(CN) — Eleven environmental justice and rights groups joined forces Tuesday to sue the Environmental Protection Agency over what they call weak rules for chemical facilities that pump out pollutants linked to cancer.
Attorneys with Earthjustice, on behalf of several environmental organizations out of Texas and Louisiana, filed a petition asking the D.C. Circuit to review the EPA’s final rule on emissions at chemical plants.
They say the Miscellaneous Organic Chemical Manufacturing, or MON, rule, which regulates emissions for about 200 chemical plants across the country, allows for dangerous levels of toxic emissions to spill into neighboring communities.
Specifically, the MON rule leaves people in surrounding areas with a cancer risk rate of 200 in 1 million, twice the level that EPA deems unacceptable under the Clean Air Act, Earthjustice claims.
The hazardous air pollutants that are emitted from MON facilities include toluene, methanol, xylene, hydrogen chloride and methylene chloride, according to the EPA.
The agency says exposure to these substances “may cause adverse health effects such as irritation of the lung, eye, and mucous membranes, effects on the central nervous system, and cancer.”
Most of these chemical plants are concentrated in Texas and Louisiana, and the environmental groups say their emissions disproportionately affect Black, Latino and low-income communities.
The EPA updated its rule after a national air toxins assessment released earlier this year showed pollution from these plants is contributing to cancer hotspots. But the environmentalists say it’s not enough.
“EPA recognizes that communities are facing a blatantly unacceptable cancer threat from breathing toxic air every day, yet it does little to fix this problem,” Earthjustice attorney Emma Cheuse said in a statement Tuesday.
She added, “It’s unjust and wrong that the agency is again refusing to set standards that fully protect children and families living next to petrochemical sources.”
Earthjustice claims the current MON rule allows for repeated unmonitored release of chemical pollution from the factories, even if pollution levels in the area are too high.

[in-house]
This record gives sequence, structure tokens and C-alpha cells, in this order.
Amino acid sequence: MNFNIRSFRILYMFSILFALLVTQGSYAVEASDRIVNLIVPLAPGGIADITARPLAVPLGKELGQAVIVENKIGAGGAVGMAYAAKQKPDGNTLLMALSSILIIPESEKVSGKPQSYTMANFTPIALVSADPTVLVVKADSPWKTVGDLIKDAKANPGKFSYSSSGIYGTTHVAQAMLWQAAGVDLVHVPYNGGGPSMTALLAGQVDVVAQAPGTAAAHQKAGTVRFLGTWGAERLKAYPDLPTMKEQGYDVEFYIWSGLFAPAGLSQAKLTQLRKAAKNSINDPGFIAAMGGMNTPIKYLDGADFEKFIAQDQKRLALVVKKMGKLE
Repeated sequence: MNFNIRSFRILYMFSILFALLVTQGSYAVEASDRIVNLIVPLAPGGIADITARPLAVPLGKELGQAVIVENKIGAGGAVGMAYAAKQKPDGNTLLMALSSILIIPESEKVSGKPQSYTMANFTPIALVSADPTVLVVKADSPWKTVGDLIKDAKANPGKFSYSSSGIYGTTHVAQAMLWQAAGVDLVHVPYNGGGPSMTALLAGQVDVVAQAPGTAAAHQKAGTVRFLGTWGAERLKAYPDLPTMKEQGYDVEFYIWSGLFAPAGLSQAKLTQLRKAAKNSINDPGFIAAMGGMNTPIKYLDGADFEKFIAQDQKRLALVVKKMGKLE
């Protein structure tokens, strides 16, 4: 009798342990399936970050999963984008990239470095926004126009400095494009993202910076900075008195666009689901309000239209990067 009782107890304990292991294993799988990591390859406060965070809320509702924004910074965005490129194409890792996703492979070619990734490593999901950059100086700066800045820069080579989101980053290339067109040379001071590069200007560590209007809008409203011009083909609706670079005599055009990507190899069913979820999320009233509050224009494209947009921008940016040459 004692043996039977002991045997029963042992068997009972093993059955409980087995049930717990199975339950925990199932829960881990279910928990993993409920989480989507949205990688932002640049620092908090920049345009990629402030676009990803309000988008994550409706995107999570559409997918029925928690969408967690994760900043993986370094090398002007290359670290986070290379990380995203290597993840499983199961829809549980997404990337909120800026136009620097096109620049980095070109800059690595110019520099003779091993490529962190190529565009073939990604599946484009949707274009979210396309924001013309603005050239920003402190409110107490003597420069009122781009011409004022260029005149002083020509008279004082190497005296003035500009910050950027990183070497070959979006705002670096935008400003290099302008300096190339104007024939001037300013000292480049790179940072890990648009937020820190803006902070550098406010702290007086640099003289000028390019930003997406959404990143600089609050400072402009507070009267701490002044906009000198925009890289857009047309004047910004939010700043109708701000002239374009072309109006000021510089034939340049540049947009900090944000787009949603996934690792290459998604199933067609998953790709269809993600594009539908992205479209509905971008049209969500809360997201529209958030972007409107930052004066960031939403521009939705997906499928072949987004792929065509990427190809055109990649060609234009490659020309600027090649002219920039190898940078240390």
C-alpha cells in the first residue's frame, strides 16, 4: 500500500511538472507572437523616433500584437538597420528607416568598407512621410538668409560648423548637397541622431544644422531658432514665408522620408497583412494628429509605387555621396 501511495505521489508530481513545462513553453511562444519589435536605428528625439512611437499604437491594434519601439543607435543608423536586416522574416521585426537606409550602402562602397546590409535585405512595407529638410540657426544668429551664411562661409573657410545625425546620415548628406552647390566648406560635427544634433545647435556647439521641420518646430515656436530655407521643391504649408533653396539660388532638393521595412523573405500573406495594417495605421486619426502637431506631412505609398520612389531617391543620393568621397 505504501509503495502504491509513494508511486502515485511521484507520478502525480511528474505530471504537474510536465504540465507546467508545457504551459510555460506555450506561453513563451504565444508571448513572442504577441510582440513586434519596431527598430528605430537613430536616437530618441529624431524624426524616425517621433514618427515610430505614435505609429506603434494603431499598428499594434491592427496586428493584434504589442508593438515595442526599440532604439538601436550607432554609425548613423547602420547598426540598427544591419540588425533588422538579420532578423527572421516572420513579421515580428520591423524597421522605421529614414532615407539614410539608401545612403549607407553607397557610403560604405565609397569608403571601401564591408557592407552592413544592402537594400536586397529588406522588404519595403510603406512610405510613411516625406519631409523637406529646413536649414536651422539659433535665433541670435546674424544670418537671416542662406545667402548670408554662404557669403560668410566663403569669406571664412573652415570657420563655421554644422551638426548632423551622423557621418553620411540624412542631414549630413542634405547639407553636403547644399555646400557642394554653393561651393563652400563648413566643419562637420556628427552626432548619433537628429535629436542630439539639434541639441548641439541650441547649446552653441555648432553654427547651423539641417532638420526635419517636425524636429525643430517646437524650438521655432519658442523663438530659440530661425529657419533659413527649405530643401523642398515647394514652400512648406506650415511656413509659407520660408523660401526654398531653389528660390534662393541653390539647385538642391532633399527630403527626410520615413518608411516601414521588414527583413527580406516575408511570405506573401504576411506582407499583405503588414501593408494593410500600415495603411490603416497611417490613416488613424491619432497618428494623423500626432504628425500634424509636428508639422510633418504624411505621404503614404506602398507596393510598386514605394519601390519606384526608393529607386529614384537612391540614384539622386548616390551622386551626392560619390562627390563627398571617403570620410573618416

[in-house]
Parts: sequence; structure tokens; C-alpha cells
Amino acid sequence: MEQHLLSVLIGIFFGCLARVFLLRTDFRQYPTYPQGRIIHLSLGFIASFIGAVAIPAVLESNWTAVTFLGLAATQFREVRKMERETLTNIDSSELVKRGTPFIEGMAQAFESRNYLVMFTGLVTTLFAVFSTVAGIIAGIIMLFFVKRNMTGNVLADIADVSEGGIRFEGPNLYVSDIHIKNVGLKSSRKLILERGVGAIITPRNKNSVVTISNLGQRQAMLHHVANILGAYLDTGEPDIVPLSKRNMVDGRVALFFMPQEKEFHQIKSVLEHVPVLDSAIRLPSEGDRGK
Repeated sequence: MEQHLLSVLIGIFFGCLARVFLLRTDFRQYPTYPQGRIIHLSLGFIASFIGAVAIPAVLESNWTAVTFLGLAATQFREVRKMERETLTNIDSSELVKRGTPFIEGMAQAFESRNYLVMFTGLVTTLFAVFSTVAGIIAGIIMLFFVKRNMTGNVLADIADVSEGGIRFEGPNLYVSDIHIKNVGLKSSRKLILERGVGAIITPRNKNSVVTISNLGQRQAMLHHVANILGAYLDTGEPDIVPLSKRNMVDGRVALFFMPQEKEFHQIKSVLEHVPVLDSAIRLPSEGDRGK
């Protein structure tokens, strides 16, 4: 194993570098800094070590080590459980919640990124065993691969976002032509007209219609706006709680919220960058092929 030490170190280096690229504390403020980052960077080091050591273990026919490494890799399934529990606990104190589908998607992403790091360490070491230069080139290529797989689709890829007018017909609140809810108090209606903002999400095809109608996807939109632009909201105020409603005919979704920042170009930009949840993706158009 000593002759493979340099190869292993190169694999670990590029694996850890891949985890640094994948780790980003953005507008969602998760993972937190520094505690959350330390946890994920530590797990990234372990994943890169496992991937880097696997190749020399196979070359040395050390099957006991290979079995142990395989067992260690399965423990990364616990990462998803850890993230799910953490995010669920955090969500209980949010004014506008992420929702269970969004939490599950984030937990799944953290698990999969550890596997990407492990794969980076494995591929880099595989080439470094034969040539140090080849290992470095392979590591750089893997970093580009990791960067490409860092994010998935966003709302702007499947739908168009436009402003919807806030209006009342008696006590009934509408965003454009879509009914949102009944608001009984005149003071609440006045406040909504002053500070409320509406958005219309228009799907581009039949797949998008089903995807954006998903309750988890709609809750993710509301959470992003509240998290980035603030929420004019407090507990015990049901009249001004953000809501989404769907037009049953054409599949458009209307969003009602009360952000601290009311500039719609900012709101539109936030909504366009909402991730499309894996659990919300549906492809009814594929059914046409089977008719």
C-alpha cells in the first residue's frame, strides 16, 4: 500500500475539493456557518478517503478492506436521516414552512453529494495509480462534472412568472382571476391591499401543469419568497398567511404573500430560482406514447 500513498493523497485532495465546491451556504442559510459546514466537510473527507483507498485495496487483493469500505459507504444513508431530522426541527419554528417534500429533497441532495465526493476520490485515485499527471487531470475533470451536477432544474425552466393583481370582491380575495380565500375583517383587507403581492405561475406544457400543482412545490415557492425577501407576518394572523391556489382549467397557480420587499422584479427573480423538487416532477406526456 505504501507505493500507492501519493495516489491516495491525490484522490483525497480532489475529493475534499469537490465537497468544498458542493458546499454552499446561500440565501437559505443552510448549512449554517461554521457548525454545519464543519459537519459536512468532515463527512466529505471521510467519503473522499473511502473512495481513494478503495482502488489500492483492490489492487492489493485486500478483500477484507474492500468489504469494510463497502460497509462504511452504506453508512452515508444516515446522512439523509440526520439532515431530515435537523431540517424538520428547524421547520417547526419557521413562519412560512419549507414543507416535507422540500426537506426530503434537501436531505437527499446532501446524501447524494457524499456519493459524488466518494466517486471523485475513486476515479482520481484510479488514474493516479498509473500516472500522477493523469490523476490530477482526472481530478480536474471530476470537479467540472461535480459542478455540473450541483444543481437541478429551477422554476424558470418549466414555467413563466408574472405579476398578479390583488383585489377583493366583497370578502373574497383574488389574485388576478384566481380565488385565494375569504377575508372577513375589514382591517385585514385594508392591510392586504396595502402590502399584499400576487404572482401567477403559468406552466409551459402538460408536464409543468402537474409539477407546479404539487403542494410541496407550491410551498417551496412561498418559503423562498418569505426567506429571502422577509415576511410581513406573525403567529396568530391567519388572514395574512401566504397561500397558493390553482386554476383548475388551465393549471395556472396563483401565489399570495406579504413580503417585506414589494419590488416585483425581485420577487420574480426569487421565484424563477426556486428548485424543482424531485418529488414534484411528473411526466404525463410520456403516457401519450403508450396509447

“Our neighborhoods are not sacrifice zones for petrochemical companies. EPA’s national air toxics standards must be the strongest necessary to prevent cancers that EPA itself says the pollution from these chemical plants can cause. Those of us in Louisiana have seen first-hand the type of harm this type of pollution can do to communities,” said Sharon Lavigne, founder of grassroots organization RISE St. James.
Lavigne’s organization, which is a plaintiff in Tuesday’s case, is currently fighting the industry in Louisiana state court over a proposed 14-plant Formosa Plastics petrochemical complex in St. James Parish. The majority-Black area is already dubbed “Cancer Alley” due to high levels of industrial fumes.
“A weak MON chemical plant rule is disastrous for the health of St. James Parish, particularly if plans for the Formosa complex are allowed to proceed,” Earthjustice said in a statement announcing the petition, adding that the proposed complex would be located just a mile from an elementary school in a predominantly Black neighborhood.
Besides Texas and Louisiana, facilities that emit cancer-causing pollutants are also located in West Virginia, Illinois and South Carolina, according to the environmentalists.
Other groups pushing for review of EPA’s rule on Tuesday include Louisiana Environmental Action Network; Louisiana Bucket Brigade; Texas Environmental Justice Advocacy Services; Air Alliance Houston; Ohio Valley Environmental Coalition; Blue Ridge Environmental Defense League; Environmental Justice Health Alliance for Chemical Policy Reform; Environmental Integrity Project; Union of Concerned Scientists; and the Sierra Club.
“The EPA rule does not go far enough to reduce toxic air pollution and goes too far in allowing loopholes, including an unlimited number of so-called unforeseeable accidents known as force majeure. The problem is not acts of God, it is acts of man,” Louis Zeller, executive director of the Blue Ridge Environmental Defense League, said in a statement on the lawsuit.